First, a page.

Fans with tickets for the original event, scheduled to be held yesterday, were infuriated when they were told that they would have to exchange them for new ones.

They were given five days to change the tickets and told that they would be denied entry to the concert unless they did.

Anton Antrashkin, spokesman for the organisers, told The Times that he did not know how many fans were still holding old tickets.

“They can change their tickets even on the day of the concert but we are encouraging them to do it earlier because many people will come from abroad and other cities in Russia and they will need to do it too,” he said.

Organisers have imposed tight security for the visit, refusing even to say at which airport Madonna would arrive. Units of Omon special police will be on duty at the venue alongside Russia’s largest private security firm. There are concerns that the concert could become a target for terrorists.

General Vyacheslav Kozlov, the chief of Moscow’s public security police, told Interfax news service: “About 3,500 policemen, including 400 Omon fighters, as well as police with dogs, bomb technicians and soldiers from the Dzerzhinsky special task division, will be ensuring security.”

Mr Antrashkin said that police cordons would be placed around the stadium to prevent those without tickets from attempting to get into the concert.

But such concerns appeared over-stated. Visitors to the stadium found that tickets in all price ranges were still available. The longest queue appeared to be made up of people seeking refunds after learning that tickets they had bought for the dancing zone in front of the stage were being exchanged for ones high up in the stands.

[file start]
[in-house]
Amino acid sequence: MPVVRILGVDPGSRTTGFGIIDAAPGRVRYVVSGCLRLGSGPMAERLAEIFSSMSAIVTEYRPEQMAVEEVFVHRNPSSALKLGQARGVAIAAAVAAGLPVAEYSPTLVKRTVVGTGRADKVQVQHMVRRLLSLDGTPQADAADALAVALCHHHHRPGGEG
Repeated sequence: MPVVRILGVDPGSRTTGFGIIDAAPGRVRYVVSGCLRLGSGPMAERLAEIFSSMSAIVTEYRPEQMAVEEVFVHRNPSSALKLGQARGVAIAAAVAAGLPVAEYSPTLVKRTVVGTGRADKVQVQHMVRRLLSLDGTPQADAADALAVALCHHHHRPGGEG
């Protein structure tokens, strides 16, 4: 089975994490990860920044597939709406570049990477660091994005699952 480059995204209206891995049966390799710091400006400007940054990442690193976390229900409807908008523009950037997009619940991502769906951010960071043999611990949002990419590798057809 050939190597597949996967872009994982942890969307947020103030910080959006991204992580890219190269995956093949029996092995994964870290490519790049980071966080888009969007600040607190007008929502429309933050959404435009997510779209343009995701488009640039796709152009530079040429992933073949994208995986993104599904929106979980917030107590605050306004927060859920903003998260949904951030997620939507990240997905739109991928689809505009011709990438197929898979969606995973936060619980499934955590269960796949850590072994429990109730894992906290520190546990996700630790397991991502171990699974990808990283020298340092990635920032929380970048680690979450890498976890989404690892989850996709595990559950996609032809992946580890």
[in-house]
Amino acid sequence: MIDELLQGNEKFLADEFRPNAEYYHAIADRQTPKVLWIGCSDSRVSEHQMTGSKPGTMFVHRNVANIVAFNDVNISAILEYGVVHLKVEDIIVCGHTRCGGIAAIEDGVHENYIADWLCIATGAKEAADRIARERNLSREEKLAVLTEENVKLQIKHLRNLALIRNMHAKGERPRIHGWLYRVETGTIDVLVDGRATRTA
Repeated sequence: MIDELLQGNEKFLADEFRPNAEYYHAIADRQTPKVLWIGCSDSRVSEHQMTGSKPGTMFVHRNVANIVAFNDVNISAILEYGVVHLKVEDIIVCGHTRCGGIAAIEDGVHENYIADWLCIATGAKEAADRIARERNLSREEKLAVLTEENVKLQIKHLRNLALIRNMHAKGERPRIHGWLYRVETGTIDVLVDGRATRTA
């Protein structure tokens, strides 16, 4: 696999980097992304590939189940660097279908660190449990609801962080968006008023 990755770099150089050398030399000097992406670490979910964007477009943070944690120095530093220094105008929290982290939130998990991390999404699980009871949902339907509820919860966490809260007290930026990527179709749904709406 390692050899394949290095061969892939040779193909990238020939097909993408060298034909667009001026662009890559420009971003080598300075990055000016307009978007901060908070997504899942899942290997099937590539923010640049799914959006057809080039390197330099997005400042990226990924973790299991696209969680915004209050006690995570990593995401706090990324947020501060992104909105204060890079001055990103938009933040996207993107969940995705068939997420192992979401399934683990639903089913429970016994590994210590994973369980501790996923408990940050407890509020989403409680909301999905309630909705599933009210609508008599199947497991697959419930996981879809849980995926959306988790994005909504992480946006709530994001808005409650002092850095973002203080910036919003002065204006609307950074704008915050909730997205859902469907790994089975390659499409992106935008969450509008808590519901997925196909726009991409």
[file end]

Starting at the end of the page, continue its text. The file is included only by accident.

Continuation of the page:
One disappointed fan said that tellers had told him there were too many people with tickets for the standing area.

Valerie and Natalie Zimoglyat had no such problems after travelling by overnight train from Kiev in Ukraine to change their tickets. The sisters said that they had paid 5,000 roubles each for tickets costing 1,500 roubles through ticket agents in Ukraine. Madonna’s Confessions tour began in May and is expected to be the most financially lucrative in history by a female artist, with gross revenues of $200 million.

Her show has roused the ire of religious authorities in Moscow for a song in which she undergoes a mock crucifixion wearing a fake crown of thorns. The Russian Orthodox Church called on its faithful to boycott the concert, accusing the singer of exploiting religious symbols.

More than 200 members of a radical Orthodox group tore up posters of the singer at a demonstration in the city last week and threatened to do everything possible to prevent the concert from taking place.

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Guest Beautiful Stranger
http://www.timesonline.co.uk/article/0,,3-2353074,00.html

The Times September 12, 2006

Ticket chaos as Moscow is hit by Madonna mania

From Tony Halpin in Moscow

AFTER a pop career spanning a quarter of a century Madonna will stage her debut concert in Moscow tonight amid controversy over ticket sales and security fears.

The world’s biggest-selling female artist was scheduled to perform in a park close to Moscow State University. More than 35,000 tickets were sold within days of becoming available, but police demanded a change of venue two weeks ago amid fears that as many as 200,000 could gatecrash the event. Organisers switched the concert to the Luzhniki Stadium, the largest in the Russian capital, and announced that an extra 20,000 tickets would be available, ranging in price from 1,500 roubles (£30) to 25,000. The average monthly salary in Russia is just under 10,000 roubles.